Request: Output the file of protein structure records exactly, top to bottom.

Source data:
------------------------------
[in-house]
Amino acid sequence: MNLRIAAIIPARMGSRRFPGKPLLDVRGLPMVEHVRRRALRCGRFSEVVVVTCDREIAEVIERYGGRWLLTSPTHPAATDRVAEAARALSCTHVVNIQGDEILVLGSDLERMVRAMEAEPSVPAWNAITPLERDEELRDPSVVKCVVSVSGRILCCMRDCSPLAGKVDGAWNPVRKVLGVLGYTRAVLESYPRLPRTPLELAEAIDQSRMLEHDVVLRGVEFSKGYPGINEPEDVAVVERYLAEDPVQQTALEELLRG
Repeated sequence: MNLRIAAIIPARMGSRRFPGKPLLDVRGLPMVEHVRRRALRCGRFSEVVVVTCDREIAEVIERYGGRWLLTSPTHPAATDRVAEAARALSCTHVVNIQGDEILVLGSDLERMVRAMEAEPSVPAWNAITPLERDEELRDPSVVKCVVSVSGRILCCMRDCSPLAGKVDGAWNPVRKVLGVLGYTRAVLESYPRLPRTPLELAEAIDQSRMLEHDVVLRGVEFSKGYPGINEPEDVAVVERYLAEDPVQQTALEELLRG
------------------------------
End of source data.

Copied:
[in-house]
Amino acid sequence: MNLRIAAIIPARMGSRRFPGKPLLDVRGLPMVEHVRRRALRCGRFSEVVVVTCDREIAEVIERYGGRWLLTSPTHPAATDRVAEAARALSCTHVVNIQGDEILVLGSDLERMVRAMEAEPSVPAWNAITPLERDEELRDPSVVKCVVSVSGRILCCMRDCSPLAGKVDGAWNPVRKVLGVLGYTRAVLESYPRLPRTPLELAEAIDQSRMLEHDVVLRGVEFSKGYPGINEPEDVAVVERYLAEDPVQQTALEELLRG
Repeated sequence: MNLRIAAIIPARMGSRRFPGKPLLDVRGLPMVEHVRRRALRCGRFSEVVVVTCDREIAEVIERYGGRWLLTSPTHPAATDRVAEAARALSCTHVVNIQGDEILVLGSDLERMVRAMEAEPSVPAWNAITPLERDEELRDPSVVKCVVSVSGRILCCMRDCSPLAGKVDGAWNPVRKVLGVLGYTRAVLESYPRLPRTPLELAEAIDQSRMLEHDVVLRGVEFSKGYPGINEPEDVAVVERYLAEDPVQQTALEELLRG